Africa is the world’s second-largest continent. At the very bottom lies aptly named South Africa, and an almost straight line from that country to the continent’s northeast tip takes you to Egypt, with several countries and almost 4,000 miles in between.
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Explore the charming city of Cape Town at the 12 Apostles Hotel and Spa. This award-winning hotel is surrounded by majestic views and offers luxurious services.
Africa is home to more countries than any other continent on Earth, including the disparate countries of Egypt and South Africa which act as north-south bookends, the former located along the shores of the Mediterranean Sea and the latter possessing both Indian Ocean and Atlantic Ocean coastlines. Egypt is a transcontinental country whose Sinai Peninsula is on the Asian continent. It is an arid land of three deserts and home to the Nile, Africa’s longest river. South Africa, conversely, has both subtropical and temperate climates and some of the world’s most famous wine regions. However, both countries boast ancient civilizations, awe-inspiring landscapes, and unique African cultures.
What to Do
South Africa: Cape Town - To take in all of the city at a glance, head to the top of Table Mountain, located in Table Mountain National Park, a Natural New 7 Wonder of the World where you will also find the Cape of Good Hope. Robben Island once served as a maximum-security prison for political prisoners, including Nelson Mandela who was imprisoned there for 18 years. Today, this UNESCO World Heritage Site is a museum and one of South Africa’s top destinations. Experience Cape Town’s best dining, shopping and entertainment at Victoria & Albert Waterfront, located at the foot of Signal Hill on Table Bay.
Johannesburg - Once home to anti-apartheid legends Nelson Mandela and Desmond Tutu, visitors to Johannesburg can get a glimpse of how these luminaries lived at the Nelson Mandela National Museum, also known as Mandela House, and Tutu House. Both sites are located in Soweto, a sprawling township of Johannesburg, on Vilakazi Street, believed to be the only street in the world where two Nobel Laureates have lived. Johannesburg also boasts the Apartheid Museum, which is regarded as the world’s pre-eminent institution concerning 20th-century South Africa and the rise and fall of apartheid. For the center of all things cultured, creative, and caffeinated, head to Maboneng. Once a nondescript industrial district, today Maboneng (place of light) is known as one of the hippest neighborhoods in the country, and is overflowing with coffee shops, clothing boutiques, art galleries, and restaurants. The Cradle of Humankind, located near Johannesburg, is a paleoanthropological site and UNESCO World Heritage Site. It is home to an intricate system of limestone caves that have been a treasure trove of early hominin fossils.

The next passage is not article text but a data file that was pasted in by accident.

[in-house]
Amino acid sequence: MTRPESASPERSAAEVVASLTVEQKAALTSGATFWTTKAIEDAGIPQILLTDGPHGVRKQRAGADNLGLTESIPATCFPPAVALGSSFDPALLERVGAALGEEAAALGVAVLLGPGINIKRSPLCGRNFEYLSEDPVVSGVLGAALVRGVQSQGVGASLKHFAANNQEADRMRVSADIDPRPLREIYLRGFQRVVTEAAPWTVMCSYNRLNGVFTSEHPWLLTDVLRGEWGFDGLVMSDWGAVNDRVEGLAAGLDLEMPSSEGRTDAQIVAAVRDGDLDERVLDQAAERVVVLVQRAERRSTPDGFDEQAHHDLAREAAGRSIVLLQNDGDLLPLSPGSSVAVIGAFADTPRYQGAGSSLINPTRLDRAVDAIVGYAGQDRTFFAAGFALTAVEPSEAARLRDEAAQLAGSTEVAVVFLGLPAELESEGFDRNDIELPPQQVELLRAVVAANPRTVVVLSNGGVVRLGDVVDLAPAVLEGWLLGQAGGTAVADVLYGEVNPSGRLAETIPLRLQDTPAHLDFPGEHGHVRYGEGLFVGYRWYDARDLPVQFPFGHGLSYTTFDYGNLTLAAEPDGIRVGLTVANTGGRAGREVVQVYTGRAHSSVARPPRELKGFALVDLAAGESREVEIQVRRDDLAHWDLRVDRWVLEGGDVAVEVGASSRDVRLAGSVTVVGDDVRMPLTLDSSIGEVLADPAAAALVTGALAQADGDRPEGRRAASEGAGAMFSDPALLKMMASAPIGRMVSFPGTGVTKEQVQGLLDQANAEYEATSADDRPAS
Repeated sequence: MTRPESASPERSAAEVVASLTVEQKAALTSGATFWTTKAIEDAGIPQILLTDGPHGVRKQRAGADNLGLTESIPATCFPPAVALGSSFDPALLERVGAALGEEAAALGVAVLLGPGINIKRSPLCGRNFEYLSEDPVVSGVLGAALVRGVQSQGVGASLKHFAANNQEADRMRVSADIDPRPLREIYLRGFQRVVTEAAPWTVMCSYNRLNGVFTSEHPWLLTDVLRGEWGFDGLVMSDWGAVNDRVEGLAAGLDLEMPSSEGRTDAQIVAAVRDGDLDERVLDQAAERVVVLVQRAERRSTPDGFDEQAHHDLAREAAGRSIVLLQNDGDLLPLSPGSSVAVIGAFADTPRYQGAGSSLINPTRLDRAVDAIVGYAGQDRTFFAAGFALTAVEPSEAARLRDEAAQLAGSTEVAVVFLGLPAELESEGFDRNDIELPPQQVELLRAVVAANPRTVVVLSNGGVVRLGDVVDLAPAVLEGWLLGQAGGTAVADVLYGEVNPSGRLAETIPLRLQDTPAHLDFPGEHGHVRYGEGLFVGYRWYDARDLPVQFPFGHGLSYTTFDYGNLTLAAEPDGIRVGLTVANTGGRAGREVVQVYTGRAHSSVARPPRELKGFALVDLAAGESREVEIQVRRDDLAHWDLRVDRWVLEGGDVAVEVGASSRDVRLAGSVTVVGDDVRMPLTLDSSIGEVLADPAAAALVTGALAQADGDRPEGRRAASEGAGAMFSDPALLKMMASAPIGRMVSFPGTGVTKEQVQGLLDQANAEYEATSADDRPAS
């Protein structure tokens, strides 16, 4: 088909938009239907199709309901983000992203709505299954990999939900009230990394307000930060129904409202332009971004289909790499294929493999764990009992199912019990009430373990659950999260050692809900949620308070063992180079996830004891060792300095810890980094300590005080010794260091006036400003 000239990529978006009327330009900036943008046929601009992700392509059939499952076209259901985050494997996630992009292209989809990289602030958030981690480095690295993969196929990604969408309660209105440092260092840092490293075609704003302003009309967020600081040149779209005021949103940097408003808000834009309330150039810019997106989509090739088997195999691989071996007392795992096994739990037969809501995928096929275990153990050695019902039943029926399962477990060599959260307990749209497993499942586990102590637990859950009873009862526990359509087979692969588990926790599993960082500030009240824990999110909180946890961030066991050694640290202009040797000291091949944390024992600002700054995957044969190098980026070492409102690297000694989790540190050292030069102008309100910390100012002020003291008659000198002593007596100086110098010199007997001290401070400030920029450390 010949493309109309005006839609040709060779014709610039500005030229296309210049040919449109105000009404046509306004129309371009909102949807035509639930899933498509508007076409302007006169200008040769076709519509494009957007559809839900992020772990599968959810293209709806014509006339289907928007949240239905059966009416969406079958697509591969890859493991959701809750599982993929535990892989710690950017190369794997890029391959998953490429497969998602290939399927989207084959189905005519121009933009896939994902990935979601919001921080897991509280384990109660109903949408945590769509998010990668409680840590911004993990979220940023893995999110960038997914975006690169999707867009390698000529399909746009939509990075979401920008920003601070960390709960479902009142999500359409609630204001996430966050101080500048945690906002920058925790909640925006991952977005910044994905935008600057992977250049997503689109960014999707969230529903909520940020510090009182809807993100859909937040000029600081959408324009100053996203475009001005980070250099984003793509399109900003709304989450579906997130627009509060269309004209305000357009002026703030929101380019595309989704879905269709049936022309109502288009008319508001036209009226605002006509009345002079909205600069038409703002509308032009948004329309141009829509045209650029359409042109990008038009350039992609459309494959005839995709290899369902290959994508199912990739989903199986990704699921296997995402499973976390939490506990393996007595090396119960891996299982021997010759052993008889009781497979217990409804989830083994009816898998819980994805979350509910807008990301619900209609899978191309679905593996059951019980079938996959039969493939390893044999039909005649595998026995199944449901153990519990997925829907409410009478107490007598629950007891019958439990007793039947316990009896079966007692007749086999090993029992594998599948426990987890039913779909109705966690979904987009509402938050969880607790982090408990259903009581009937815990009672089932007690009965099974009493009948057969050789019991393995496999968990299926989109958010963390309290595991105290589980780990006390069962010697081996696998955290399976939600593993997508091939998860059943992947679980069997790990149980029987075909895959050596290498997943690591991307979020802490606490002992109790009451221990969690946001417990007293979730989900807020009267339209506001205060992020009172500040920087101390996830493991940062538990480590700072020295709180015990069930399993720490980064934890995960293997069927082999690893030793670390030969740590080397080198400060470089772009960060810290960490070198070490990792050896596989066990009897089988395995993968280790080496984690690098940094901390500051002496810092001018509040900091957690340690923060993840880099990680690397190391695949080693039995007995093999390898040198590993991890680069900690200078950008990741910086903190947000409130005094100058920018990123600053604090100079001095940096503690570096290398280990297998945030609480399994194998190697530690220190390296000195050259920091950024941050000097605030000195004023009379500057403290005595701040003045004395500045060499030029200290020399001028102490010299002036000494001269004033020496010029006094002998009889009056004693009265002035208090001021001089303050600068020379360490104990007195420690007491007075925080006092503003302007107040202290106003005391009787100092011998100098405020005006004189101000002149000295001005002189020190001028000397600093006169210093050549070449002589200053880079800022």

Egypt: Cairo - The Giza Pyramid Complex contains the Great Pyramid, which is the largest pyramid in Egypt and the oldest and last remaining of the Seven Wonders of the Ancient World; the Pyramid of Khafre, the second largest and the tomb of Pharaoh Khafre; and the Pyramid of Menkaure, the smallest of the three main pyramids. The Giza Pyramid Complex is also home to the world-famous Great Sphinx. Take a trip back in time in Coptic Cairo. This section of Old Cairo contains some of the holiest and most historical sites in the city, including some of Egypt’s earliest churches. Some of its most venerated attractions include the Babylon Fortress, which was built by the Romans; and Saints Sergius and Bacchus Church (Abu Serga), one of the oldest Coptic churches in Egypt purportedly built on the site where Mary, Joseph and the baby Jesus once rested. The Egyptian Museum in Cairo exhibits more than 100,000 unique artifacts and possesses the largest collection of ancient Egyptian antiquities in the world, including the Golden Mask of King Tutankhamun.
City of Luxor – The Karnak Temple Complex consists of a plethora of pylons, temples, obelisks, chapels, and other structures and is dominated by the Temple of Amun-Ra, considered to be where the Egyptian god Amun lived on earth. Construction of Luxor Temple, which began around 1390 B.C., took hundreds of years during the reigns of Amenhotep III, Ramses II, and Tutankhamun. Here you will find the Court of Amenhotep III, the Court of Ramses II, the Chapel of Amun and much more.